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Wind Speed Relative To Drone Weight

That only really applies for the small time the drone would be making changes to address any wind changes.
You would also have to consider the cross-sectional area that's exposed to the wind, but in the grans scheme of things, those things are trivial issues when you are wanting to get your drone home against a headwind.
Gusting would mostly just be the difference between dealing with a headwind or dealing with a stronger headwind.

If your drone has a strong tailwind, the flight controller tilts the drone less because it doesn't have to fly as fast when the airmass is already moving in the direction of travel.
I'm not sure how you would define or measure "more efficient headway" but it wouldn't make any difference to the flyer.
Both would cover the distance very easily.


It's not worth the effort of getting into the complexity of vector mechanics for those vague, non-specific situations, particularly when the effect is trivial for the drone flyer who didn't plan his flight and has to work out how to get his drone back after flying off too far with a tailwind.

I understand that many people can't get their heads around the non-importance of the drone's weight when it comes to dealing with strong winds.

Here are the simple facts.
DJI give accurate specs to show the maximum speed each model can achieve.
That's the max airspeed that that drone, with that weight, cross-sectional area etc, can penetrate air
The weight etc is already factored into that maximum speed.
A drone that can push through the air at 15 metres/sec is always going tobe able to push through the air faster than a drone with a max speed of 10 metres/sec, regardless of the weight of the drone or the direction and speed that the airmass is moving.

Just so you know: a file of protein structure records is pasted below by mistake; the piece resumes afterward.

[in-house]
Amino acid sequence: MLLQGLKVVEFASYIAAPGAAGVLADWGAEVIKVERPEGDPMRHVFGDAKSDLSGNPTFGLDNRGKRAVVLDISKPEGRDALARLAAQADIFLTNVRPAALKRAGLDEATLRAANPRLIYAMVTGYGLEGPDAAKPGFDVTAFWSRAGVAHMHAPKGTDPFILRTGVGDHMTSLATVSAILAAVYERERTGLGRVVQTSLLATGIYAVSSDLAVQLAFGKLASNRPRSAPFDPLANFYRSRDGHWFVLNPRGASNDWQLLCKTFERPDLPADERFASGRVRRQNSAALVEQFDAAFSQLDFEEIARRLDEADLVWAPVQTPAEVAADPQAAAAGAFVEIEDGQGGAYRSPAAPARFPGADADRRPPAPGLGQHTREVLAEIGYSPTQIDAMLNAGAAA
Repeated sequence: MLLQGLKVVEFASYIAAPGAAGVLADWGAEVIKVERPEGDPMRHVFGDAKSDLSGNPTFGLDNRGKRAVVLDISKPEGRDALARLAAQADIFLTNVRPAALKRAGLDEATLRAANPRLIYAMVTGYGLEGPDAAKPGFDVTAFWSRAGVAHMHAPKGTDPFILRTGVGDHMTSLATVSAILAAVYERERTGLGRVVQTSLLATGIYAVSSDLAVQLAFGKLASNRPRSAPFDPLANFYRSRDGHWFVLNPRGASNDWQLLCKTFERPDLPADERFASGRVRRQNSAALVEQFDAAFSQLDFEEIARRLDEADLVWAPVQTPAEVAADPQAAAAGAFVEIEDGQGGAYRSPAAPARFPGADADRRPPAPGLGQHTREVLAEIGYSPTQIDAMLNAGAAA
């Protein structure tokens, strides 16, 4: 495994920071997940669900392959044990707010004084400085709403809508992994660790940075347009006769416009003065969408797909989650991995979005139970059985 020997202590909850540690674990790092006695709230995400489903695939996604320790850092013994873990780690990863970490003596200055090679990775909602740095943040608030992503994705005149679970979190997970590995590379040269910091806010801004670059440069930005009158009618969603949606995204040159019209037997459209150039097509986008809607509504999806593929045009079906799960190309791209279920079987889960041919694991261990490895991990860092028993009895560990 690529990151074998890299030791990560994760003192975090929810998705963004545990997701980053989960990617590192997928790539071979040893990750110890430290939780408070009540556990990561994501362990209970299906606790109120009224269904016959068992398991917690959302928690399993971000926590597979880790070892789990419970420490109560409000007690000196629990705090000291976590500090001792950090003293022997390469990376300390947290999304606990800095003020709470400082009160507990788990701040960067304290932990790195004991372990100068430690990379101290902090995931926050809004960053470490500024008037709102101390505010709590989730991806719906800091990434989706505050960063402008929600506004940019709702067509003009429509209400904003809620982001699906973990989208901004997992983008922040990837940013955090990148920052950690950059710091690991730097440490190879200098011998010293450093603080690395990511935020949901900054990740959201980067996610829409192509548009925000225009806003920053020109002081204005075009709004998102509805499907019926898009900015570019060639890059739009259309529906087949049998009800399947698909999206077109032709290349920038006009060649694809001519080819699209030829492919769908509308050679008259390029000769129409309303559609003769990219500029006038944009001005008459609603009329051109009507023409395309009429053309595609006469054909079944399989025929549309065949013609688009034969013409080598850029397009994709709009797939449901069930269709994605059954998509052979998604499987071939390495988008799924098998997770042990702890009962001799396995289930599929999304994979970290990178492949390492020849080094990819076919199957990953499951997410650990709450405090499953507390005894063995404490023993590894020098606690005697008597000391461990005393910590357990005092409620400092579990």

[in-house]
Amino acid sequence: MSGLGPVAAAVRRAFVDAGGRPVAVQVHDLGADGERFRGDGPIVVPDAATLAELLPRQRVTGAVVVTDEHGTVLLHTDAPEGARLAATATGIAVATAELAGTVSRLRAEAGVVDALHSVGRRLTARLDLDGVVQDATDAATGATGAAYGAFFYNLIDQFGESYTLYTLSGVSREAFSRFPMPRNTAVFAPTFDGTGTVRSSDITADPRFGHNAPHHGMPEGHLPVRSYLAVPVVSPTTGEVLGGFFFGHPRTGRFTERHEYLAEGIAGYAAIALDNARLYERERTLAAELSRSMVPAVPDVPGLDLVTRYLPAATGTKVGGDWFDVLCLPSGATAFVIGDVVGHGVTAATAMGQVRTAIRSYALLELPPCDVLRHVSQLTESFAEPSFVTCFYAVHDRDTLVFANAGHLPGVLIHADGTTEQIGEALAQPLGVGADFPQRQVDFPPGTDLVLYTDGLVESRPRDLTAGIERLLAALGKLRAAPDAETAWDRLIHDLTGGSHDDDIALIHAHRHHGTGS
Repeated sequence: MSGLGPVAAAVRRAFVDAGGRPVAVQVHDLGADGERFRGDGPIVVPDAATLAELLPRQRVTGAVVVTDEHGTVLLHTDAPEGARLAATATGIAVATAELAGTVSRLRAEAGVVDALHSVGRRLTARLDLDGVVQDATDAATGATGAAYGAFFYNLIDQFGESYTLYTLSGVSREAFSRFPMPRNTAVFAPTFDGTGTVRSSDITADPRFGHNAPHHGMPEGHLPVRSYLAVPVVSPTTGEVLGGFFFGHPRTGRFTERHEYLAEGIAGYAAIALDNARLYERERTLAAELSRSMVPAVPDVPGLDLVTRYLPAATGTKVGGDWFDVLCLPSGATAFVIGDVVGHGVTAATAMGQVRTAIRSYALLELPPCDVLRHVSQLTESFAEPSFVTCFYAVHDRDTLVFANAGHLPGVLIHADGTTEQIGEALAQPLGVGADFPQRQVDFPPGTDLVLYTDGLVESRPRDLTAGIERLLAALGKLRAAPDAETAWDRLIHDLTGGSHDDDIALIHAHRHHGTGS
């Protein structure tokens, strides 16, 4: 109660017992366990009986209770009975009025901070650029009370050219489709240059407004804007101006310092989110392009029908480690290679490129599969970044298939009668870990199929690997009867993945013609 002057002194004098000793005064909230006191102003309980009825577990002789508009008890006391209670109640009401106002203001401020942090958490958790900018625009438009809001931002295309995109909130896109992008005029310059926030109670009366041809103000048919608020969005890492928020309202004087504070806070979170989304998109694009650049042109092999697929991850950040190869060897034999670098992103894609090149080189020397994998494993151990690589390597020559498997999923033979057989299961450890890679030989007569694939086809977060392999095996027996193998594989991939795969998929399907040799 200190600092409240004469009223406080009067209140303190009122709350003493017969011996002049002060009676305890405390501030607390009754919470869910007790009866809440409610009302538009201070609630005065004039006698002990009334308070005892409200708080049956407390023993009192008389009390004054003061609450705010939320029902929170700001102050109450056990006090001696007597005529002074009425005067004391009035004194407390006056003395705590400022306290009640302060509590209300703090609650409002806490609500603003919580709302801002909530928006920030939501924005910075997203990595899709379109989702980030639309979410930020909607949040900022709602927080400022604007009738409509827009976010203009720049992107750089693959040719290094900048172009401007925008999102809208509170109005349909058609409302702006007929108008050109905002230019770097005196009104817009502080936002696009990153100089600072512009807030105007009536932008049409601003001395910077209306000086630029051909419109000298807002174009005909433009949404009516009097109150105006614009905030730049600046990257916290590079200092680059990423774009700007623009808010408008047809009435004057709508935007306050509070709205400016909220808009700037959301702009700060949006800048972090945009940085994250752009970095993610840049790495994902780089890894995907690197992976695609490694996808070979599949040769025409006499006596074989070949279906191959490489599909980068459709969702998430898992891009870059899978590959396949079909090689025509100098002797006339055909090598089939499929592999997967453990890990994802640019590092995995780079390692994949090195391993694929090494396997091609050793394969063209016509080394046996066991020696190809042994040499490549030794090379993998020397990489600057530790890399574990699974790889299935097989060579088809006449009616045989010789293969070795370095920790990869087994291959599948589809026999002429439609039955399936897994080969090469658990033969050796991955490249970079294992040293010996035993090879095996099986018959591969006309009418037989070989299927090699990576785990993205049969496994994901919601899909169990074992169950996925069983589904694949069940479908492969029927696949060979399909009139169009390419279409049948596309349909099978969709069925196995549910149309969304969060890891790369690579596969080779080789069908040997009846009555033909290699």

If you want to think that the weight of the drone is a significant factor, consider the DJI Minis.
All three have the same weight (250 grams) but different top speeds.
Mini - 8/13 metres/sec Normal/Sport Mode
Mini 2&3 - 10/16 metres/sec
Is a headwind going to have the same effect on their ability to get home?
Oh boy,here goes bigger drone,more weight,larger props more powerful motors.
Equals what, weight is a significant factor in headwinds.This is simple physics.
Have you flown a larger heavier drone,and compared it to a mini drone in strong winds ?
I am not talking about a little breeze either ,and am talking about flying it into a strong headwind.
Better look back and check to see how many mini drones were lost in fly aways.
This is called simple physics,makes sense but you will not buy it,of course not.
Please do not reply,as I am done.
 
Oh boy,here goes bigger drone,more weight,larger props more powerful motors.
Equals what, weight is a significant factor in headwinds.This is simple physics.
Have you flown a larger heavier drone,and compared it to a mini drone in strong winds ?
I am not talking about a little breeze either ,and am talking about flying it into a strong headwind.
Better look back and check to see how many mini drones were lost in fly aways.